When will there be “specificity on that?” Baker was asked. “As I said before,” he answered, “the rules around transgender athletes generally are more restrictive today than they were in ‘22. And I can state pretty clearly that no one’s going to get forced into any sort of situation that’s going to make them uncomfortable. We make that very clear in the guidance that we give to anybody who hosts one of our championships, period,” he explained.
Senator Mike Lee (R-Utah) recognized that Baker wasn’t in charge last year but insisted “it’s still relevant for us to ask what’s been done [about it].” “I’d like to know first — have you apologized to those female athletes and any others similarly situated for the trauma that was inflicted on them as a result of those decisions by the NCAA?” The former governor reiterated that he wasn’t there. “That wasn’t my question,” Lee insisted. “I don’t know the answer to that question,” Baker finally admitted. “I’ll have to get back to you.”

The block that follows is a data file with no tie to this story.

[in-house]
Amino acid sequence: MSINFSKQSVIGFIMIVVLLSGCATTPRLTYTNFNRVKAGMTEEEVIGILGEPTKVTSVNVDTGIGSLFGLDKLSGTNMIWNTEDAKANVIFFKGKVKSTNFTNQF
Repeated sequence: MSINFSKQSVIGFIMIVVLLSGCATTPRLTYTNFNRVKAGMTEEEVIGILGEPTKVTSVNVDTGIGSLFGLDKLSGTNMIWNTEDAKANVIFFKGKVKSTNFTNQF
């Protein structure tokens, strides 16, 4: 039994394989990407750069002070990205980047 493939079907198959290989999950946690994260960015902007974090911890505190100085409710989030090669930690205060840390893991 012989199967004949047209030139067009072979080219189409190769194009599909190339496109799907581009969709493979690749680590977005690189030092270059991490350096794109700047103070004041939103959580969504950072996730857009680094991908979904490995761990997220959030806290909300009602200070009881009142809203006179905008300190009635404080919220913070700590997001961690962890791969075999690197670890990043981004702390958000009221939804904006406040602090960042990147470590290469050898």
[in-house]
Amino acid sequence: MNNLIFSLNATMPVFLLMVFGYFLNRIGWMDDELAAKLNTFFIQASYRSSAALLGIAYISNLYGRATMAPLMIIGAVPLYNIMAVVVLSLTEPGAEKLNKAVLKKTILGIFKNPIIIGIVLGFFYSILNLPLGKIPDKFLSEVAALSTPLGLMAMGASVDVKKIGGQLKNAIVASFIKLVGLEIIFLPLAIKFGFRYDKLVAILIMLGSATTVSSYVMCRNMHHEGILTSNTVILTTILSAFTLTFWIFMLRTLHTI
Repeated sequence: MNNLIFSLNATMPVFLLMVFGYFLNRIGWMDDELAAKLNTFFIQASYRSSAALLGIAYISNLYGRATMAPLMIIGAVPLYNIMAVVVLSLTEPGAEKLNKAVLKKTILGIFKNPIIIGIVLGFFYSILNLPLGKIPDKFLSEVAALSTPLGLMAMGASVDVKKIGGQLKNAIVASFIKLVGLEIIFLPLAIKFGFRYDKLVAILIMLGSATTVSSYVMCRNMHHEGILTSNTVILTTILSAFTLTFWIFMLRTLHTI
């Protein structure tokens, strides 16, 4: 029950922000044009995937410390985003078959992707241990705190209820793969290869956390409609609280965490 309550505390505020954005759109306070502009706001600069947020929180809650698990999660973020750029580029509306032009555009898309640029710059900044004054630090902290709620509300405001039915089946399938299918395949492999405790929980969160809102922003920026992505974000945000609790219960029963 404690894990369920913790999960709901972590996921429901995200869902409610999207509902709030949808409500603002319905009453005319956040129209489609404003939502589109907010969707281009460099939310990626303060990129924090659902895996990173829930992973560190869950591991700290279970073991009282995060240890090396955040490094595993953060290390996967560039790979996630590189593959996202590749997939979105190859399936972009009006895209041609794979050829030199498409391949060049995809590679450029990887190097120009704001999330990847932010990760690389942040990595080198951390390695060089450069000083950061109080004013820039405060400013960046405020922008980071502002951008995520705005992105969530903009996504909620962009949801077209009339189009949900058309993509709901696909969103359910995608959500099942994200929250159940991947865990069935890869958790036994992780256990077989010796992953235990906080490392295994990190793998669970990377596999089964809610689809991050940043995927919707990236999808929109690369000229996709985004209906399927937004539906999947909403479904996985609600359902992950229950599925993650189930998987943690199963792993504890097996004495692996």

Riley Gaines knew right away what the answer was: no. On an episode of her OutKick podcast, Gaines For Girls, she talked about the exchange. Regardless of whether he was president in 2022 or not, the former All-American argued, “Mr. Baker understood the severity of what the female Division I swimmers dealt with at our NCAA Championships.” He knows, she explained, because she told him.
“I wrote a letter to him in January 2023 before he assumed his new NCAA role. I explained the general consensus of how the female athletes felt disregarded and betrayed by the unfair competition and lack of privacy and vulnerability in our locker rooms where male genitalia was on full display. I explained how athletes, coaches, administrators, and parents were silenced amidst the controversy. I explained why it’s crucial to understand the scientific evidence that shows the impossibility of leveling the collegiate playing field through hormone therapy.”